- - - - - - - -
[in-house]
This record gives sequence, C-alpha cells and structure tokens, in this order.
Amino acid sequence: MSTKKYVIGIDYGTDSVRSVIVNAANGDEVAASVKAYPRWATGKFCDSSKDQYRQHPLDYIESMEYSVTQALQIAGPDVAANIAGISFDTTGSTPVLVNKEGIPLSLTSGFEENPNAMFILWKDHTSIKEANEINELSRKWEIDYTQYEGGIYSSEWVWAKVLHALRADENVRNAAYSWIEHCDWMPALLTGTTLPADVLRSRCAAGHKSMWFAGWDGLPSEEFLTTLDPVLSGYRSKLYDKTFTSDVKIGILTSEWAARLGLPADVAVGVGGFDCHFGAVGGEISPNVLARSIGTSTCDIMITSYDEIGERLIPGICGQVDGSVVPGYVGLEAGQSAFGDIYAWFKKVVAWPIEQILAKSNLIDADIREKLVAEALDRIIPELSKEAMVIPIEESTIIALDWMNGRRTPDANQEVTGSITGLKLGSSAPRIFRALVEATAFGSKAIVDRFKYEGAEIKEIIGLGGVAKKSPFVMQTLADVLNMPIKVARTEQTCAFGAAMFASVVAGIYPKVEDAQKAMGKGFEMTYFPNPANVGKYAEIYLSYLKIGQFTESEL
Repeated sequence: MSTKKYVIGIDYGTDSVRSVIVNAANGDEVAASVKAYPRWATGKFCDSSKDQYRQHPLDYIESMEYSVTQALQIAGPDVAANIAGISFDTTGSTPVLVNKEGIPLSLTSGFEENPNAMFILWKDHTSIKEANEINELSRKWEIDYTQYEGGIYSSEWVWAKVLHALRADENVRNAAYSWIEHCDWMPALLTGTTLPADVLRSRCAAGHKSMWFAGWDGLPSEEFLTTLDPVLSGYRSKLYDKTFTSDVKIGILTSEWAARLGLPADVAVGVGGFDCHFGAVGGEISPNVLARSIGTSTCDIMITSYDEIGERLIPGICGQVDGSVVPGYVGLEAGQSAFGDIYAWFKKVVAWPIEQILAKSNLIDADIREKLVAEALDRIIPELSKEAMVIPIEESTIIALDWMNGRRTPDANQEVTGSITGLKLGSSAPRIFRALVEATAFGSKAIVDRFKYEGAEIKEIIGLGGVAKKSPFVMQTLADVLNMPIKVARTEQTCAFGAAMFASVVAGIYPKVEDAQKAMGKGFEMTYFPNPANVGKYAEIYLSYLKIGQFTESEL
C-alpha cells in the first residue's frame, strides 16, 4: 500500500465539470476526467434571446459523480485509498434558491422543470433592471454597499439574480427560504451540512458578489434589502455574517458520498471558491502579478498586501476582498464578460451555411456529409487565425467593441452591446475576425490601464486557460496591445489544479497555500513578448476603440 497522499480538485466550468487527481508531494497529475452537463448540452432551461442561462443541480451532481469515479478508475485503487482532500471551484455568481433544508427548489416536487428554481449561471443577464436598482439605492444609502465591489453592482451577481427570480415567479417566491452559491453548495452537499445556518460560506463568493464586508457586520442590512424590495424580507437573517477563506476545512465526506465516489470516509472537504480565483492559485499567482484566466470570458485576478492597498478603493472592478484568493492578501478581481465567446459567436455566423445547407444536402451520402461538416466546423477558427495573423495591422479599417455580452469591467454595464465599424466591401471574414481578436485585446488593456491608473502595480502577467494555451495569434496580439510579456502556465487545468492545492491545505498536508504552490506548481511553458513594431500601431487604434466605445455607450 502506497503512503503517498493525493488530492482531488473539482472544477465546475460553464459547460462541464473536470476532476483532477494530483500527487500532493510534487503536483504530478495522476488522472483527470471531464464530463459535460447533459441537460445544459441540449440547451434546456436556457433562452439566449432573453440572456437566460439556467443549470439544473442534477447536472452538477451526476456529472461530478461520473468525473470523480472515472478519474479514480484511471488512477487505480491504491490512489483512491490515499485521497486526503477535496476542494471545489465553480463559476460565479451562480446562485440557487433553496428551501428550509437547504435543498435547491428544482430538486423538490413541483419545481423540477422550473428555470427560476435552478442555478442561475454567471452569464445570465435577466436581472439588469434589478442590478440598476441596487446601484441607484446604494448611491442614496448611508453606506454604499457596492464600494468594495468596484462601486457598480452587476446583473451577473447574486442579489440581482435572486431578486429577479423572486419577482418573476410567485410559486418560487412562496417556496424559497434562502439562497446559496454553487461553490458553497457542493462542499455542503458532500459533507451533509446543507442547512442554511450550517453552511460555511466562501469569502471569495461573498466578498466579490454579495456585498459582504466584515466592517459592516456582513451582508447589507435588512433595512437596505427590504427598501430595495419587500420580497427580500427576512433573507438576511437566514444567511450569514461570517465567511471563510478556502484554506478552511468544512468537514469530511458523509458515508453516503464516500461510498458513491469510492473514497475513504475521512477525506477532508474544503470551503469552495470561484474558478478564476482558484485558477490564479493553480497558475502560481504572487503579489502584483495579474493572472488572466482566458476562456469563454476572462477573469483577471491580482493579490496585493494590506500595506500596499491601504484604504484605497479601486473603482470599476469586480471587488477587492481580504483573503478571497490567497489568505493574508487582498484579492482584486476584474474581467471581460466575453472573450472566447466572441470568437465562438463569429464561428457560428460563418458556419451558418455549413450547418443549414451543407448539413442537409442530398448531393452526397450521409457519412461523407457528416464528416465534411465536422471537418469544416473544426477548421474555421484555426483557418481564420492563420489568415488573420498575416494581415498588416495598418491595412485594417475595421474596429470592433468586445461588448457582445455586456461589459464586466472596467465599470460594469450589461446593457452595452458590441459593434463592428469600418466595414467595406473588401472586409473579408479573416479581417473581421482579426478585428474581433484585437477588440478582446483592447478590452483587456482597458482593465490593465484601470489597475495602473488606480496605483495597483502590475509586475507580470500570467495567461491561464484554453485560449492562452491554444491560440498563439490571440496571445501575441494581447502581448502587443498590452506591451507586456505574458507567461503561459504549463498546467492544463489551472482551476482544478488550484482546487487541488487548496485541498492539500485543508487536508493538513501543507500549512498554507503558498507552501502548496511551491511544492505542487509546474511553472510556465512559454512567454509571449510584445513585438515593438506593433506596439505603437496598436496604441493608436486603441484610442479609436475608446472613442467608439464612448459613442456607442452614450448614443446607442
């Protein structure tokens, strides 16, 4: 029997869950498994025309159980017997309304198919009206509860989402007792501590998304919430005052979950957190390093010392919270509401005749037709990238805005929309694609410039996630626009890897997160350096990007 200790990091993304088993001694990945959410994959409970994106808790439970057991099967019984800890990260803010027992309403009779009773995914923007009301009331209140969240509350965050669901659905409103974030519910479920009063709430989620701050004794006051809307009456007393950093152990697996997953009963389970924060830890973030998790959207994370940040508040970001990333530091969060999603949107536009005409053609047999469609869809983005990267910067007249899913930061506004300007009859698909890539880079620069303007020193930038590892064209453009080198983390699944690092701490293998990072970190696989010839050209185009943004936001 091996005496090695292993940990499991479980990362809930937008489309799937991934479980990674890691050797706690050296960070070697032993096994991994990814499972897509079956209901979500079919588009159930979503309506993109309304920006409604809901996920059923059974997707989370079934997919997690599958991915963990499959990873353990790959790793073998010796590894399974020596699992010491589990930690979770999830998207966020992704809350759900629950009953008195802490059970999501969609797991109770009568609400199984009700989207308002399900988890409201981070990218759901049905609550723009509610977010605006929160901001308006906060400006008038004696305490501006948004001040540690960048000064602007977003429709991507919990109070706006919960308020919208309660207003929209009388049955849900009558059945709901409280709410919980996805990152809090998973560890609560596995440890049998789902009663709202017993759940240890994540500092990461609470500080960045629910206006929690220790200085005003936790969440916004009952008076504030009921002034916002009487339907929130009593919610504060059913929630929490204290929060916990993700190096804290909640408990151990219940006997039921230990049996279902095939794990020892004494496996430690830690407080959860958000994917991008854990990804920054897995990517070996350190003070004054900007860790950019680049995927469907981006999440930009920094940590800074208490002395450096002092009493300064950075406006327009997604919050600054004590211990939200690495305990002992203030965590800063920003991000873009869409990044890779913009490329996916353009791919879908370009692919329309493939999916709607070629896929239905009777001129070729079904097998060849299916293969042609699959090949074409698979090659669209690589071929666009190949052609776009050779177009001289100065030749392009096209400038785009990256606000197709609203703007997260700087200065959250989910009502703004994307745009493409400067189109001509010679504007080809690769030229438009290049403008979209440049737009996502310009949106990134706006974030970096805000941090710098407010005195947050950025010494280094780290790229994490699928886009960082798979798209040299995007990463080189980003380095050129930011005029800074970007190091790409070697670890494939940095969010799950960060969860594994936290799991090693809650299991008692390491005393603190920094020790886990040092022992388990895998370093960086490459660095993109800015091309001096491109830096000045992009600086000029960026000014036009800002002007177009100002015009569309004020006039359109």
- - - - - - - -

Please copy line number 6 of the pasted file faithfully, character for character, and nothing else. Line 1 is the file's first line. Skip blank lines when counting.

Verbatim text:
């Protein structure tokens, strides 16, 4: 029997869950498994025309159980017997309304198919009206509860989402007792501590998304919430005052979950957190390093010392919270509401005749037709990238805005929309694609410039996630626009890897997160350096990007 200790990091993304088993001694990945959410994959409970994106808790439970057991099967019984800890990260803010027992309403009779009773995914923007009301009331209140969240509350965050669901659905409103974030519910479920009063709430989620701050004794006051809307009456007393950093152990697996997953009963389970924060830890973030998790959207994370940040508040970001990333530091969060999603949107536009005409053609047999469609869809983005990267910067007249899913930061506004300007009859698909890539880079620069303007020193930038590892064209453009080198983390699944690092701490293998990072970190696989010839050209185009943004936001 091996005496090695292993940990499991479980990362809930937008489309799937991934479980990674890691050797706690050296960070070697032993096994991994990814499972897509079956209901979500079919588009159930979503309506993109309304920006409604809901996920059923059974997707989370079934997919997690599958991915963990499959990873353990790959790793073998010796590894399974020596699992010491589990930690979770999830998207966020992704809350759900629950009953008195802490059970999501969609797991109770009568609400199984009700989207308002399900988890409201981070990218759901049905609550723009509610977010605006929160901001308006906060400006008038004696305490501006948004001040540690960048000064602007977003429709991507919990109070706006919960308020919208309660207003929209009388049955849900009558059945709901409280709410919980996805990152809090998973560890609560596995440890049998789902009663709202017993759940240890994540500092990461609470500080960045629910206006929690220790200085005003936790969440916004009952008076504030009921002034916002009487339907929130009593919610504060059913929630929490204290929060916990993700190096804290909640408990151990219940006997039921230990049996279902095939794990020892004494496996430690830690407080959860958000994917991008854990990804920054897995990517070996350190003070004054900007860790950019680049995927469907981006999440930009920094940590800074208490002395450096002092009493300064950075406006327009997604919050600054004590211990939200690495305990002992203030965590800063920003991000873009869409990044890779913009490329996916353009791919879908370009692919329309493939999916709607070629896929239905009777001129070729079904097998060849299916293969042609699959090949074409698979090659669209690589071929666009190949052609776009050779177009001289100065030749392009096209400038785009990256606000197709609203703007997260700087200065959250989910009502703004994307745009493409400067189109001509010679504007080809690769030229438009290049403008979209440049737009996502310009949106990134706006974030970096805000941090710098407010005195947050950025010494280094780290790229994490699928886009960082798979798209040299995007990463080189980003380095050129930011005029800074970007190091790409070697670890494939940095969010799950960060969860594994936290799991090693809650299991008692390491005393603190920094020790886990040092022992388990895998370093960086490459660095993109800015091309001096491109830096000045992009600086000029960026000014036009800002002007177009100002015009569309004020006039359109």